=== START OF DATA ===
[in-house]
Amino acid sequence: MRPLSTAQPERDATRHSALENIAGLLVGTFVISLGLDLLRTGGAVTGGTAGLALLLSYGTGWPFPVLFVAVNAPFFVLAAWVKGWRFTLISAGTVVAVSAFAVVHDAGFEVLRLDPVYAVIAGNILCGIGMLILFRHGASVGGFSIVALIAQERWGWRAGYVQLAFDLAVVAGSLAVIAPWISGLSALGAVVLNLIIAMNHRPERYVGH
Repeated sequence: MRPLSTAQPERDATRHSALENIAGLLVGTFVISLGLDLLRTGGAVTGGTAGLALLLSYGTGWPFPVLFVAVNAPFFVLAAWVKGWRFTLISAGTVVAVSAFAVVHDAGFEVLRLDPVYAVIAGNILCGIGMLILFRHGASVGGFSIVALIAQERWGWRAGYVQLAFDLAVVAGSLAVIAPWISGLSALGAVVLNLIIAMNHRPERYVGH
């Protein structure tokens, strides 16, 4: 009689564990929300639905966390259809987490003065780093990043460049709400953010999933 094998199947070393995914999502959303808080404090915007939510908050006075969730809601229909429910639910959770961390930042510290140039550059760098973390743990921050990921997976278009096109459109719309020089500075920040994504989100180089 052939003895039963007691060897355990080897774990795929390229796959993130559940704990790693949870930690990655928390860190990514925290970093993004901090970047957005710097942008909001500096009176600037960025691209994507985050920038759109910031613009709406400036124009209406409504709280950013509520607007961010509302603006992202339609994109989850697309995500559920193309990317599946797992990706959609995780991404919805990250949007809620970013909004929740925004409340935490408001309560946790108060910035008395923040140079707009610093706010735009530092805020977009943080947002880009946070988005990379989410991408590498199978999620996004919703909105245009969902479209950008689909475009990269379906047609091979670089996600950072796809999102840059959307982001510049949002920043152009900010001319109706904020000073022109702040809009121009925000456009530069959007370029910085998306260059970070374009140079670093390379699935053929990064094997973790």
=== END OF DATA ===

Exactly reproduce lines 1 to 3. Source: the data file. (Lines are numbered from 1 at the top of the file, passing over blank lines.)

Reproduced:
[in-house]
Amino acid sequence: MRPLSTAQPERDATRHSALENIAGLLVGTFVISLGLDLLRTGGAVTGGTAGLALLLSYGTGWPFPVLFVAVNAPFFVLAAWVKGWRFTLISAGTVVAVSAFAVVHDAGFEVLRLDPVYAVIAGNILCGIGMLILFRHGASVGGFSIVALIAQERWGWRAGYVQLAFDLAVVAGSLAVIAPWISGLSALGAVVLNLIIAMNHRPERYVGH
Repeated sequence: MRPLSTAQPERDATRHSALENIAGLLVGTFVISLGLDLLRTGGAVTGGTAGLALLLSYGTGWPFPVLFVAVNAPFFVLAAWVKGWRFTLISAGTVVAVSAFAVVHDAGFEVLRLDPVYAVIAGNILCGIGMLILFRHGASVGGFSIVALIAQERWGWRAGYVQLAFDLAVVAGSLAVIAPWISGLSALGAVVLNLIIAMNHRPERYVGH